and more typical, Dr. Valenstein reports.
Terms of the group’s post-termination non-compete clause deserve
a close look. Although many physicians mistakenly believe non-compete
agreements are not legally enforceable, the courts have upheld the
rights of group practices to prevent former employees from competing
against the group. At the same time, physicians also have a right
to practice their profession and have successfully challenged restrictive
covenants that are too broad geographically or too long in duration.
But that’s an expensive battle to fight. Because most groups won’t
tailor a restrictive covenant for an individual physician, you’ll
have to decide if you can live with the contract’s non-compete terms.
"Keep in mind that a restrictive covenant can work in an employee’s
favor," Dr. Valenstein says. "For one thing, it may stabilize a
group because it keeps other employees from leaving just because
they are having a bad day or a bad month."
Also, a non-compete clause may encourage groups to invest in individual
employees. "We pay for our pathologists to go to certain meetings
to acquire special skills, and we promote them in the community,"
Dr. Valenstein explains. "A pathologist who capitalized on these
skills or introductions to take business away from the group would
be misappropriating the group’s investment. "
Dr. Valenstein cautions pathologists not to become fixated on
the contract’s termination clauses. "It’s like focusing on a prenuptial
agreement at the time of marriage; it sends the wrong signal," he
says. "More often than not, clinical productivity and maintaining
good relationships do more to ensure a successful employment arrangement
than anything about termination in an employment contract."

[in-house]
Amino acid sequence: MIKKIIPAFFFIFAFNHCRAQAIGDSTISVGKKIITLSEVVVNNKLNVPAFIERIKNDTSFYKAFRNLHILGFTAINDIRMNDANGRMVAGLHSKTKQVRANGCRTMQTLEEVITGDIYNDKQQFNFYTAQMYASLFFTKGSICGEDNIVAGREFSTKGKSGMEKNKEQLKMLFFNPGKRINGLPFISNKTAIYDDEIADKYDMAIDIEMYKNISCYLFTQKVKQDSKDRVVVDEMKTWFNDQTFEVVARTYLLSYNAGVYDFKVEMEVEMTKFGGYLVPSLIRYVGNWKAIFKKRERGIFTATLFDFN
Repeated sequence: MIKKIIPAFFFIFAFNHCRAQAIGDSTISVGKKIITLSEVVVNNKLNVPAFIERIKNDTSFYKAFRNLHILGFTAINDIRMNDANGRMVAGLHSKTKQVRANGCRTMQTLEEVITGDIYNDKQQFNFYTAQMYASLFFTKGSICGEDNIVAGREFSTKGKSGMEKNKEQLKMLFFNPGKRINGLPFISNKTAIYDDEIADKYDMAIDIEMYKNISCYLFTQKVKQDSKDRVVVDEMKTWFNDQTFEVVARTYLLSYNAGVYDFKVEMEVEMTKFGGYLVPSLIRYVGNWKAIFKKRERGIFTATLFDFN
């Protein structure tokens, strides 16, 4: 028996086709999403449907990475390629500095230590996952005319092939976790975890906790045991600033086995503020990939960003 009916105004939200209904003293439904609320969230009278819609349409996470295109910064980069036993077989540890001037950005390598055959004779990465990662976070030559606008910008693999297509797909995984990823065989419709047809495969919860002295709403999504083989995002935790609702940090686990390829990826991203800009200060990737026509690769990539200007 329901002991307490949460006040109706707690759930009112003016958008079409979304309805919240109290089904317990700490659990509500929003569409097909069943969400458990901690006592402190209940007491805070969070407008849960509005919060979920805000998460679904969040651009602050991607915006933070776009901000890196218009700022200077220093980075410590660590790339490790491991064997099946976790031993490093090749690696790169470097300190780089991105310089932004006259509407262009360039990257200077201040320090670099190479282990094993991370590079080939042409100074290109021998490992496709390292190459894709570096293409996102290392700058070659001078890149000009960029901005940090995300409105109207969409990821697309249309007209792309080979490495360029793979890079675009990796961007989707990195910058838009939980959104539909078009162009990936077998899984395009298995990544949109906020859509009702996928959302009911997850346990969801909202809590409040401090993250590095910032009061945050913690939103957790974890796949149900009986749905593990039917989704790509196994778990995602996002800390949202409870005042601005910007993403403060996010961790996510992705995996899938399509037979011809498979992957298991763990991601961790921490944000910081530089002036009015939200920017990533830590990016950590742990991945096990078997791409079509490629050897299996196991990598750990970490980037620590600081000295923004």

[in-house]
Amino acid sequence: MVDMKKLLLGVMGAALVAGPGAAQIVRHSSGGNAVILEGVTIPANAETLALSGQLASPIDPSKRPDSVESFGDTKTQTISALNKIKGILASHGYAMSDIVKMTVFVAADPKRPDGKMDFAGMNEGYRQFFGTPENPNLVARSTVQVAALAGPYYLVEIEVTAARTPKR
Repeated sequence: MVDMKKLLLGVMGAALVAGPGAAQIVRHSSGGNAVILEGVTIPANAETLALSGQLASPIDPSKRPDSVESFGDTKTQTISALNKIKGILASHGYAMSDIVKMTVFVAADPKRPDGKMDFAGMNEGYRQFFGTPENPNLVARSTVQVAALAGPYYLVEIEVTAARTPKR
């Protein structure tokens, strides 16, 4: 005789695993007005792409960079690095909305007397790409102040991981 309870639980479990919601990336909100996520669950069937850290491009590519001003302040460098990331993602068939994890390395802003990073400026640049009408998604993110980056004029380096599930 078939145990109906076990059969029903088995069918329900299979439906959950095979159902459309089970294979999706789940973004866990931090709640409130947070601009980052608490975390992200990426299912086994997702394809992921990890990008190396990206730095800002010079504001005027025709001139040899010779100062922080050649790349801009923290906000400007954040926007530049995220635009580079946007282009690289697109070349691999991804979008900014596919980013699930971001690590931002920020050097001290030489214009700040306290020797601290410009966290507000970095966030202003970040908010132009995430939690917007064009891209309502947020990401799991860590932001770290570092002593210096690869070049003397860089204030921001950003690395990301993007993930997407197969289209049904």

In fact, a physician who has made an effort to foster cordial
relationships in the group may find his or her employer willing
to relax the restrictive covenant if the physician departs. Dr.
Valenstein knows of a pathologist who left another group to work
at a nearby Veterans Affairs hospital. "The group waived the restrictive
covenant because there was no risk that the departing physician
would share the same set of patients, and the group wanted the pathologist
to succeed in his new endeavor," he recalls.
Independent contractors need employment agreements that spell
out specific duties, but contracts for employed physicians frequently
omit job descriptions. That’s advantageous to both parties, Dr.
Valenstein says. "In an employee-employer relationship, you want
flexibility because the work the employee performs will evolve over
time." Be sure to discuss your initial duties, however, during your
On the other hand, your compensation must be spelled out in the
contract and not left to a verbal understanding. If your salary
includes incentive pay, the formula for calculating the bonus and
the criteria for earning it should also be spelled out. While the
contract should establish that you’ll have an annual compensation
review and an opportunity for a salary increase, Dr. Valenstein
warns against insisting that the amount of salary increase be included.